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Fact Sheet: Pipe Manufacturing Process

Overview:

The manufacture of steel pipe dates from the early 1800’s. Initially, pipe was manufactured by hand – by heating, bending, lapping, and hammering the edges together. The first automated pipe manufacturing process was introduced in 1812 in England. Manufacturing processes have continually improved since that time. Some popular pipe manufacturing techniques are described below.

Lap Welding

The use of lap welding to manufacture pipe was introduced in the early 1920’s. Although the method is no longer employed, some pipe that was manufactured using the lap welding process is still in use today.

In the lap welding process, steel was heated in a furnace and then rolled into the shape of a cylinder. The edges of the steel plate were then “scarfed”. Scarfing involves overlaying the inner edge of the steel plate, and the tapered edge of the opposite side of the plate. The seam was then welded using a welding ball, and the heated pipe was passed between rollers which forced the seam together to create a bond.

The welds produced by lap welding are not as reliable as those created using more modern methods. The American Society of Mechanical Engineers (ASME) has developed an equation for calculating the allowable operating pressure of pipe, based on the type of manufacturing process. This equation includes a variable known as a “joint factor”, which is based on the type of weld used to create the seam of the pipe. Seamless pipes have a joint factor of 1.0. Lap welded pipe has a joint factor of .6.

Electric Resistance Welded Pipe

Electric resistance welded (ERW) pipe is manufactured by cold-forming a sheet of steel into a cylindrical shape. Current is then passed between the two edges of the steel to heat the steel to a point at which the edges are forced together to form a bond without the use of welding filler material. Initially this manufacturing process used low frequency A.C. current to heat the edges. This low frequency process was used from the 1920’s until 1970. In 1970, the low frequency process was superseded by a high frequency ERW process which produced a higher quality weld.

Over time, the welds of low frequency ERW pipe was found to be susceptible to selective seam corrosion, hook cracks, and inadequate bonding of the seams, so low frequency ERW is no longer used to manufacture pipe. The high frequency process is still being used to manufacture pipe for use in new pipeline construction.

Electric Flash Welded Pipe

Electric flash welded pipe was manufactured beginning in 1927. Flash welding was accomplished by forming a steel sheet into a cylindrical shape. The edges were heated until semi-molten, then forced together until molten steel was forced out of the joint and formed a bead. Like low frequency ERW pipe, the seams of flash welded pipe are susceptible to corrosion and hook cracks, but to a lesser extent than ERW pipe. This type of pipe is also susceptible to failures due to hard spots in the plate steel. Because the majority of flash welded pipe was produced by a single manufacturer, it is believed these hard spots occurred due to accidental quenching of the steel during the manufacturing process used by that particular manufacturer. Flash welding is no longer used to manufacture pipe.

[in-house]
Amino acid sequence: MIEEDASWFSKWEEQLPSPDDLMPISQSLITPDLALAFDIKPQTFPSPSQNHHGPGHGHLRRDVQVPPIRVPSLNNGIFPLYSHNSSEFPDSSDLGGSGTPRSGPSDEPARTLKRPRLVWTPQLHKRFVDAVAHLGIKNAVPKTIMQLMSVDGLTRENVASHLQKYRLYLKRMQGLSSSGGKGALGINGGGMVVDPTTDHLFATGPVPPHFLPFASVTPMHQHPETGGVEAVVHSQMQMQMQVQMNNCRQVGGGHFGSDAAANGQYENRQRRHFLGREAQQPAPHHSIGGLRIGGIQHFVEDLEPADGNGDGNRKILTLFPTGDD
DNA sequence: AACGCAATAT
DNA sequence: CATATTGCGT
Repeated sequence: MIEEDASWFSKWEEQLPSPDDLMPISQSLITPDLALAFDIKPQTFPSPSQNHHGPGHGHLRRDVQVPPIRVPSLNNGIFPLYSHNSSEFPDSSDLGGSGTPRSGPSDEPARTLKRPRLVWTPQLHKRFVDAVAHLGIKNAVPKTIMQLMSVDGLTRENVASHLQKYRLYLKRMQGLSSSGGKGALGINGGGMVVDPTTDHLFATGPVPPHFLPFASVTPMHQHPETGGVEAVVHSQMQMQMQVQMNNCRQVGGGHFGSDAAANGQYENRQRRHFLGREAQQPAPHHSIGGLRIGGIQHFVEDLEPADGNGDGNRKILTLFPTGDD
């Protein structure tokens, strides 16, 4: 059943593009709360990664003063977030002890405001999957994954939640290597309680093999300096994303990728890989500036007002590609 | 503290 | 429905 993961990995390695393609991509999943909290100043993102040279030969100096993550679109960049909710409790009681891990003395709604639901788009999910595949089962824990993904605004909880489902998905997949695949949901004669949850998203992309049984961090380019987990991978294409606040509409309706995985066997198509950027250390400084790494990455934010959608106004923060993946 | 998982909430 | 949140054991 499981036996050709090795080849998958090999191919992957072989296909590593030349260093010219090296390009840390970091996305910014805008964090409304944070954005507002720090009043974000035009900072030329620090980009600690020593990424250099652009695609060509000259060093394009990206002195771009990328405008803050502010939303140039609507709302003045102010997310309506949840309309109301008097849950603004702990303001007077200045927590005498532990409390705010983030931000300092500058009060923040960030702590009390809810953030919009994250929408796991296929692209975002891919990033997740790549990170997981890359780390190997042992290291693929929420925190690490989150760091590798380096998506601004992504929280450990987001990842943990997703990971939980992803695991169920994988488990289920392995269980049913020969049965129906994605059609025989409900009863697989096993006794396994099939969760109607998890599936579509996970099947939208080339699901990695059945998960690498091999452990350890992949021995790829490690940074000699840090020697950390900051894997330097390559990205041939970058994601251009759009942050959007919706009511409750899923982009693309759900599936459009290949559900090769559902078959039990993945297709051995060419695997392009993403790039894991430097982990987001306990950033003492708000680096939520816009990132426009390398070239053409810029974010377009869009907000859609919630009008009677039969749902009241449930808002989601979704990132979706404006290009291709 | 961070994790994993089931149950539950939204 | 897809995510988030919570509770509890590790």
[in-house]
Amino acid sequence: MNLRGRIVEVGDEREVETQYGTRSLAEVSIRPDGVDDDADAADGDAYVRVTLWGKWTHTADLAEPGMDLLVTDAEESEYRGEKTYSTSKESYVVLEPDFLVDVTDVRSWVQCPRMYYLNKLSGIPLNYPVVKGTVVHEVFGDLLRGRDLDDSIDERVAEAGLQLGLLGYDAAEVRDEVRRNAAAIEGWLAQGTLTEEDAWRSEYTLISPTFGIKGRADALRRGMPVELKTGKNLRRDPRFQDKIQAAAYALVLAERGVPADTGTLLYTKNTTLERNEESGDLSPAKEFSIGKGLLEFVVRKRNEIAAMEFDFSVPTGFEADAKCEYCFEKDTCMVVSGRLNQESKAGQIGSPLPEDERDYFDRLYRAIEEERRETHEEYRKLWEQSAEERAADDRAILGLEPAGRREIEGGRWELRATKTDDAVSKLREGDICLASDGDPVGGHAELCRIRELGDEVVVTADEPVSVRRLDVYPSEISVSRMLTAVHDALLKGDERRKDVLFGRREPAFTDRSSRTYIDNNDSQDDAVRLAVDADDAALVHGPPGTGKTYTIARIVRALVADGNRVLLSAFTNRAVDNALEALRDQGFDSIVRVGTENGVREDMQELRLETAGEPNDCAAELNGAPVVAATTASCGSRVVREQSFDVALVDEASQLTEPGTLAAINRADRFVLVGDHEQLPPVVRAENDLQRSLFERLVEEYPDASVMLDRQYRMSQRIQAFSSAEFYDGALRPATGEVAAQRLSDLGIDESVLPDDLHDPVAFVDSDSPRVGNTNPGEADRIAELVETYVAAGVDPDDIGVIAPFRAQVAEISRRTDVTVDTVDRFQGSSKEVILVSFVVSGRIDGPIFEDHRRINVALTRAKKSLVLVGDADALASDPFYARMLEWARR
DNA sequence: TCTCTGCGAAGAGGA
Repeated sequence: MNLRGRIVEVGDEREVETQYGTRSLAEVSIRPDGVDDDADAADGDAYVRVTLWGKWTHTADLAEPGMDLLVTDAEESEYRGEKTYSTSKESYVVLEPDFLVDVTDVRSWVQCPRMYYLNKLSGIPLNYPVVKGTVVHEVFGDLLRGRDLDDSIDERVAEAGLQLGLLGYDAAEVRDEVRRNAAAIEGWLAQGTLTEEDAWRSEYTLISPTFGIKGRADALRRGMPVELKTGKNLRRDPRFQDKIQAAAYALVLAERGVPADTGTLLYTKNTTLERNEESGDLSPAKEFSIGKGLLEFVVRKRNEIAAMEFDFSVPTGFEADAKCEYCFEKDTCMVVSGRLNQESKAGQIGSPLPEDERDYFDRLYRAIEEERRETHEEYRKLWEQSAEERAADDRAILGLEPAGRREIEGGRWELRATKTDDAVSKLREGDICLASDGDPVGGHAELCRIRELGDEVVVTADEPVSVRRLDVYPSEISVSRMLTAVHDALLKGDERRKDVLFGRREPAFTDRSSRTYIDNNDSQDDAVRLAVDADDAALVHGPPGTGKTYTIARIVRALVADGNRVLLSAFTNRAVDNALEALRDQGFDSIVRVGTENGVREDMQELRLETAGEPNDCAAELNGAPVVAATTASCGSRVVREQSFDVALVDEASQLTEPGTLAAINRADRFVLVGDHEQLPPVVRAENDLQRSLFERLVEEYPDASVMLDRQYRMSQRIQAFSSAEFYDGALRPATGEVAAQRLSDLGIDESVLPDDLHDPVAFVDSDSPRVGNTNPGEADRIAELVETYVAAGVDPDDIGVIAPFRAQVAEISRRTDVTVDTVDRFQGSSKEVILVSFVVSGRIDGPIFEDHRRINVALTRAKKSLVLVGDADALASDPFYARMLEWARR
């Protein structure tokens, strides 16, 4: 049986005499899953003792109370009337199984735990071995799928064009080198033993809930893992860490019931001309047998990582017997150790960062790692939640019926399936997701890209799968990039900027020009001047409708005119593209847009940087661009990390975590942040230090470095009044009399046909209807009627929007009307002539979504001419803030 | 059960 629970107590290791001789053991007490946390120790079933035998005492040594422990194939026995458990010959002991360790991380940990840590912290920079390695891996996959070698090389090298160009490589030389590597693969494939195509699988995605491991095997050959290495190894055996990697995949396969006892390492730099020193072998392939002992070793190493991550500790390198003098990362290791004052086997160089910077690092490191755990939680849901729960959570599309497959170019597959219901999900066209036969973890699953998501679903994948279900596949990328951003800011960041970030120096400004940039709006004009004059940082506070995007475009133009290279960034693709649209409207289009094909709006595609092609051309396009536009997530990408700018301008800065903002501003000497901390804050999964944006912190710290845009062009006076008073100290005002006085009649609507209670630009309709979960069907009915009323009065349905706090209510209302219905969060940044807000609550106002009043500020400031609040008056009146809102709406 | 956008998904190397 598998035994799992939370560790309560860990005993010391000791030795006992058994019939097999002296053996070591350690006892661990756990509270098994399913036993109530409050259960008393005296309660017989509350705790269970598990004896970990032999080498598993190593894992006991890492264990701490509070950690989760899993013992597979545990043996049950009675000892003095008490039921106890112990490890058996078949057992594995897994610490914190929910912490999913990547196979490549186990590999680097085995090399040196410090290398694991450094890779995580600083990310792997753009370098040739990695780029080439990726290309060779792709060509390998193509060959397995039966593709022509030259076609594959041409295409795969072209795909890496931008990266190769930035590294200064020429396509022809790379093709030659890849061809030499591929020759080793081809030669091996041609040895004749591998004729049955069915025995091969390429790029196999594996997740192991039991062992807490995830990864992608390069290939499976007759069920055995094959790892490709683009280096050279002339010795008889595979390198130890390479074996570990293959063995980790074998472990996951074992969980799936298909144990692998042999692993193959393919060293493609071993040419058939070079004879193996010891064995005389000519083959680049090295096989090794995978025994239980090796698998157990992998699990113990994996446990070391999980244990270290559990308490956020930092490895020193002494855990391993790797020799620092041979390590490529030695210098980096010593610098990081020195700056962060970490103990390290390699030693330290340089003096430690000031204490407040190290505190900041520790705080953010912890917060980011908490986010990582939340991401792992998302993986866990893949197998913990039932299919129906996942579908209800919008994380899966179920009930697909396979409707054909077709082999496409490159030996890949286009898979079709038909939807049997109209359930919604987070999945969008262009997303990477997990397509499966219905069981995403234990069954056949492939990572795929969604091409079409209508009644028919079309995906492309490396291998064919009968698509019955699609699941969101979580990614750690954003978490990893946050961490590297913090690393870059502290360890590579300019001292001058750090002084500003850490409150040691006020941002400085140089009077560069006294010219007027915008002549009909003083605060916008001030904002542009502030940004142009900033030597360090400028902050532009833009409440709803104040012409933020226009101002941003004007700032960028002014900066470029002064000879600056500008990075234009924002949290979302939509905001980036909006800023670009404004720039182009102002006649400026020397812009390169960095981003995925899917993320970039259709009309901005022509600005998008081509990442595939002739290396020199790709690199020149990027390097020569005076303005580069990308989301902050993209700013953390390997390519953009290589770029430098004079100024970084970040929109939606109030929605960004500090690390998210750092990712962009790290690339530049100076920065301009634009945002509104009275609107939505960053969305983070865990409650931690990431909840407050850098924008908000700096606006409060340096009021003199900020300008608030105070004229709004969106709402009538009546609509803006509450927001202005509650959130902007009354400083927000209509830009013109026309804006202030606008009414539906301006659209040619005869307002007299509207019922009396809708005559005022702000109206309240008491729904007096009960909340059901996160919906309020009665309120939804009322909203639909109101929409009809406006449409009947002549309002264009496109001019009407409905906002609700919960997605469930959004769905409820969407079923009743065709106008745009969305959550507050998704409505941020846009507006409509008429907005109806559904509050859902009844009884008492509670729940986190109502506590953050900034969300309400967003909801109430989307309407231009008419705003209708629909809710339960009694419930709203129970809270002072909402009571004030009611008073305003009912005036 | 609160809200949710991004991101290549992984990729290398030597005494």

Double Submerged Arc Welded (DSAW) Pipe

Similar to other pipe manufacturing processes, the manufacture of Double Submerged Arc Welded Pipe involves first forming steel plates into cylindrical shapes. The edges of the rolled plate are formed so that V-shaped grooves are formed on the interior and exterior surfaces at the location of the seam. The pipe seam is then welded by a single pass of an arc welder on the interior and exterior surfaces (hence double submerged). The welding arc is submerged under flux.

The advantage of this process is that welds penetrate 100% of the pipe wall and produce a very strong bond of the pipe material.

Seamless Pipe

Seamless pipe has been manufactured since the 1800’s. While the process has evolved, certain elements have remained the same. Seamless pipe is manufactured by piercing a hot round steel billet with a mandrel. The hollowed steel is than rolled and stretched to achieve the desired length and diameter. The main advantage of seamless pipe is the elimination of seam-related defects; however, the cost of manufacture is greater.

Early seamless pipe was susceptible to defects caused by impurities in the steel. As steel-making techniques improved, these defects were reduced, but they have not been totally eliminated. While it seems that seamless pipe would be preferable to formed, seam-welded pipe, the ability to improve characteristics desirable in pipe is limited. For this reason, seamless pipe is currently available in lower grades and wall thicknesses than welded pipe.

Conclusion

Continual advances in materials and welding techniques have resulted in dramatic improvements in the reliability of pipes. As mentioned, however, there is still pipe in use that is susceptible to corrosion and seam-related defects. These defects are identified through integrity assessments and are repaired when found.

Pipe manufactured today is subject to non-destructive tests such as ultrasonic testing and x-ray, as well as pressure-testing. Each individual section of pipe must be pressure-tested by the manufacturer, and new pipelines are also pressure-tested during the actual construction process.

Date of Revision: 12012011